This final entry to Tracie Peterson’s Heart of the Frontier trilogy focuses on the youngest of the Flanagan sisters, Mercy, as she journeys to help a family friend through a difficult pregnancy.
Having survived being a hostage following the Whitman Massacre when she was twelve, the decision to join Eletta and Isaac Browning at their mission in the Rogue River valley is not made easily. Mercy and her family are justified in their fears as conflicts between whites and the local tribes are escalating, and this becomes one of the central focuses of the story. As with the previous book in the series, Beloved Hope (review), the depiction of historical events personalized through the experience of her characters is where Peterson’s writing excels. When the conflict, driven by government policies and the excuse it gave individuals, comes to the Tututni people of the Browning’s mission the reader experiences the horror of the situation from Mercy’s perspective.
Life at the mission was a hard but good life if you didn’t mind its more primitive setting. Even he had found adjusting to the isolation a little difficult. Coming from back east, where towns were plentiful and well supplied, life on the Rogue River had been a rude awakening…Mercy Flanagan would find her work cut out for her here, and Adam hated to think of what would happen if she proved to be too weak or ill-tempered to be useful.
He sighed and shook his head. He just had a feeling that this Flanagan woman was going to cause a great deal of upheaval. As far as he was concerned, she already had, and she hadn’t even arrived. (p.33)
Along with the history, there are touching and amusing scenes such as when Mercy feels led to share the message of salvation with the Tututni, or when she watches Adam Browning – the brother of Isaac and part of why Eletta had asked for Mercy in particular – playing a game with Tututni boys that ends in him fairly tackling her. Even when all of the action is over and the reader might expect the story to be wrapping up, there are still dilemmas and decisions of the heart to be made.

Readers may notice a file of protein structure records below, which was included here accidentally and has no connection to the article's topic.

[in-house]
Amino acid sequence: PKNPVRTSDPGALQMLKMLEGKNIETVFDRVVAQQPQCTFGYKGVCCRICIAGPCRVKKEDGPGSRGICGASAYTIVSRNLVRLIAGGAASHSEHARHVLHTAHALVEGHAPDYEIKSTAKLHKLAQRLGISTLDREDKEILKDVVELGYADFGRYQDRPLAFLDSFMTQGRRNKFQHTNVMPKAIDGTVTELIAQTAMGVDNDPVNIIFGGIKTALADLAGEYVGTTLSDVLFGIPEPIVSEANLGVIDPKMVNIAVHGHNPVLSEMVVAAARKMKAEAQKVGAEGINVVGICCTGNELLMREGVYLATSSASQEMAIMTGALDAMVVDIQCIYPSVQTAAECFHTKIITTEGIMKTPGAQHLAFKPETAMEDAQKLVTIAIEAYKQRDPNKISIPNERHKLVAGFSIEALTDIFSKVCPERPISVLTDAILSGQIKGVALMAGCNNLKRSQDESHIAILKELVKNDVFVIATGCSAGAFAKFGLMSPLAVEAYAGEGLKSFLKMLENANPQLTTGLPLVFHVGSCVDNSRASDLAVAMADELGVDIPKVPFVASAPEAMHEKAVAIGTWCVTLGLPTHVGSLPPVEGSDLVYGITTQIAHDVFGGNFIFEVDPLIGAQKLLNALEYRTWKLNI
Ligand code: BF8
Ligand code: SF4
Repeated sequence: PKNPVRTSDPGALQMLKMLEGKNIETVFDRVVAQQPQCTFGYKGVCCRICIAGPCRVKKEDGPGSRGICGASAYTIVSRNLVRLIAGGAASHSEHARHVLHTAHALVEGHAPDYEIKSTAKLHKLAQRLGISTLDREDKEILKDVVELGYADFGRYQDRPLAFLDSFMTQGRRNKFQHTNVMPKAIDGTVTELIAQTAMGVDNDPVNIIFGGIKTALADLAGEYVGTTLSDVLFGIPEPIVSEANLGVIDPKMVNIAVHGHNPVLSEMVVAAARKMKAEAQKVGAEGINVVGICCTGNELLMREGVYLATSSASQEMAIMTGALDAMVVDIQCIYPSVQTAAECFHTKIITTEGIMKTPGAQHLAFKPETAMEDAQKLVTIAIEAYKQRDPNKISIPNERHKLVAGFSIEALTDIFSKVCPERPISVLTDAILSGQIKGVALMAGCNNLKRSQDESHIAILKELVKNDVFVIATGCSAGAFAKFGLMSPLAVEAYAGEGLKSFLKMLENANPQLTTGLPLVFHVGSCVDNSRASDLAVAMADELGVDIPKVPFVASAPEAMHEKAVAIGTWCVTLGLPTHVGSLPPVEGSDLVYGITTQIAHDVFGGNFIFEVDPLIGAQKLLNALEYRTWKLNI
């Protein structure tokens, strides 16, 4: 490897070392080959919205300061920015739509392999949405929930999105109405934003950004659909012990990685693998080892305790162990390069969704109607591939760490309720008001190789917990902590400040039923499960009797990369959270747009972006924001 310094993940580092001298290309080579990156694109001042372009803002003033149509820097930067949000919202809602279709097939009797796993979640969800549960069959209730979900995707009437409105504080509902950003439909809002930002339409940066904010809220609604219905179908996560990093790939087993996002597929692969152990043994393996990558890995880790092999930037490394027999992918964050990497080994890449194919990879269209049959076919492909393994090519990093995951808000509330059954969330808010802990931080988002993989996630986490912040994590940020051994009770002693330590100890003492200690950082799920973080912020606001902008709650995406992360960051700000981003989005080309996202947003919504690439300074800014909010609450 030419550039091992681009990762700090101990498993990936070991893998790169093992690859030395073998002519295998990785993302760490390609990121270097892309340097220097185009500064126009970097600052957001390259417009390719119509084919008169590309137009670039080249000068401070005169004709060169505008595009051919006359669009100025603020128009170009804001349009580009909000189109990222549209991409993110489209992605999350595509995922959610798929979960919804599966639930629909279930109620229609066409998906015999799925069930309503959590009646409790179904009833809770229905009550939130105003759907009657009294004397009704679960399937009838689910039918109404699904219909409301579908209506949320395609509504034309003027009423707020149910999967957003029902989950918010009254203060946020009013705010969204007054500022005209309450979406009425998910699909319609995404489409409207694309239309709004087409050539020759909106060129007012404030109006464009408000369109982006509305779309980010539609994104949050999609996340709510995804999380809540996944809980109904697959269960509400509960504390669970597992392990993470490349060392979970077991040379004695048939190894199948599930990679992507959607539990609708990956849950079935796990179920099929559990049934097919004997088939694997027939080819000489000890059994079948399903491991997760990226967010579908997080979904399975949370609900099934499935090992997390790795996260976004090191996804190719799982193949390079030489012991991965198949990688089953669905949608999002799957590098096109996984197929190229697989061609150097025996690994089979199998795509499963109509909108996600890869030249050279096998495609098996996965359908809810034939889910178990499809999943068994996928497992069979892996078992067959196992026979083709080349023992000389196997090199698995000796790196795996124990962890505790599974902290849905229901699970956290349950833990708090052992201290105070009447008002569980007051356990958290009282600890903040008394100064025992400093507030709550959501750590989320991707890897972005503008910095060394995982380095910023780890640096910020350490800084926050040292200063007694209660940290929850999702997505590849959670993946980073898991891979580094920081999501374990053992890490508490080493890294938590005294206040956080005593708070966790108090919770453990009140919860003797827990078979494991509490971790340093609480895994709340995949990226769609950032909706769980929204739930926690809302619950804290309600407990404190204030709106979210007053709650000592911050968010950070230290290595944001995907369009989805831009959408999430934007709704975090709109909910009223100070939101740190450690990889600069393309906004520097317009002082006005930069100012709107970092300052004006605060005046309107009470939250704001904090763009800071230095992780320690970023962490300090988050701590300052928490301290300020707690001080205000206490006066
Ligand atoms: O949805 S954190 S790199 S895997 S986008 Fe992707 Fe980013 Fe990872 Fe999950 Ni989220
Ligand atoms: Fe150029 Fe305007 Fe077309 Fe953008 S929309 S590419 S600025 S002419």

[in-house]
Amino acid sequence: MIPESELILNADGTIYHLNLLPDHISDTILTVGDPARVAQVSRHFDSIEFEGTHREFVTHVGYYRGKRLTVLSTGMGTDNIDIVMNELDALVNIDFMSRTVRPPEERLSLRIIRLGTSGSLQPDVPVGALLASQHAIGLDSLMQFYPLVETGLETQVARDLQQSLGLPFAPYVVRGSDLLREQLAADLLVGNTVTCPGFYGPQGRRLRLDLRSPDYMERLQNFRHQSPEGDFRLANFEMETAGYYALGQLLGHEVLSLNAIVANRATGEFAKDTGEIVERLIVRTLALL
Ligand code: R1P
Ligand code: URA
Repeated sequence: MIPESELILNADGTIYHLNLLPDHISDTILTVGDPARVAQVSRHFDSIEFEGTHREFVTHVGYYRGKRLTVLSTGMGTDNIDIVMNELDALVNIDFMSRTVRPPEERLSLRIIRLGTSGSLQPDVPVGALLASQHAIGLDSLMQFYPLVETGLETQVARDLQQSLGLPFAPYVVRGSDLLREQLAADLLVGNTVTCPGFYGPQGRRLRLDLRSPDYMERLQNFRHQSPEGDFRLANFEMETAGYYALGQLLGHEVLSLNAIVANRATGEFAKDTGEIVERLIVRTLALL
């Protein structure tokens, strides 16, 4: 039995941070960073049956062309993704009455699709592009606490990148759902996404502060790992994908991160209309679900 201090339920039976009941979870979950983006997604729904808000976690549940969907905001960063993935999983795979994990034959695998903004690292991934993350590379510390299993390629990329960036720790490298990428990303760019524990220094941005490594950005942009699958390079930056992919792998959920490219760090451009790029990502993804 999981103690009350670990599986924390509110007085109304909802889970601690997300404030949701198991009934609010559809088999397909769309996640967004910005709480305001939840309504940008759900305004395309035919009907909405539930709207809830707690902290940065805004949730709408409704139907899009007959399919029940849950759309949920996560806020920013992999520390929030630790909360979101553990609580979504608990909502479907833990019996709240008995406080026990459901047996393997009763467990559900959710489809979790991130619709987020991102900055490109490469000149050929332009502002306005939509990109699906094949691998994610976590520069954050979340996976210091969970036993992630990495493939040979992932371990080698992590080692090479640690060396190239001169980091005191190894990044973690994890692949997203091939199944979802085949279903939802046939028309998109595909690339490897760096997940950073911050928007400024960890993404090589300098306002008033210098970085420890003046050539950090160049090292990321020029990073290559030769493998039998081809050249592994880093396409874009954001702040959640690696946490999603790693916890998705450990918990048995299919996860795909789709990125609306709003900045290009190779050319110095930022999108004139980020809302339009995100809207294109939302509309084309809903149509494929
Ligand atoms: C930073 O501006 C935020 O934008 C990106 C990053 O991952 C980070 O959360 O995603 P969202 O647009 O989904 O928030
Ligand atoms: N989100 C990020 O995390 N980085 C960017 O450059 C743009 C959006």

While the romance within this story is at times fun and sweet, it is not the main focus and that serves the story well. Adam’s initial coldness to Mercy, and the subtlety of Eletta’s matchmaking allow room for Mercy to establish herself as an individual, to form deeper relationships with the Tututni and with Faith, the adopted daughter of the Brownings, and this all allows for the story to feel richer and deeper than the typical romance.
She was all he could think about, and it grieved him to no end. (p.71)
Highly recommended for those who enjoy historical fiction based on real historical events. I am greatly enjoying this trilogy and though I prefer to read books in order, I’m glad that I still have book 1, Treasured Grace, to look forward to. Though I know what happens to Grace after the end of “her” story, it will be the journey to get there and her differing experience of the Whitman Massacre that will make it still well worth having on my shelf to read.
Cherished Mercy (Heart of the Frontier, #3) by Tracie Peterson | Bethany House, September 2017 | paperback, 320 pages
I voluntarily received a finished copy for review from Bethany House’s blogger program. All opinions expressed are my own.
From the Publisher:
As Oregon Territory teeters on the brink of armed conflict, one woman strives for peace.
Mercy Flanagan survived the Whitman Massacre as a child, and now her heart’s cry is for peace between the native peoples and the white settlers inhabiting Oregon Territory. Unfortunately, most of the settlers want the tribes removed from the land completely, one way or another.
At the request of family friend Eletta Browning, who is experiencing a difficult pregnancy, Mercy travels south to the Rogue River Valley to help. At the Browning Mission, she meets Eletta’s brother-in-law, Adam. Despite her attempts to befriend him, Adam seems determined to focus on ministering to the local tribes and keeps her at arm’s length. Why is he so intent on pushing her away?
When tragedy strikes and tensions in the territory reach the combustion point, Mercy is pushed to the limit of her strength. She and Adam will have to rely on their faith in God and on each other in order to make it out alive.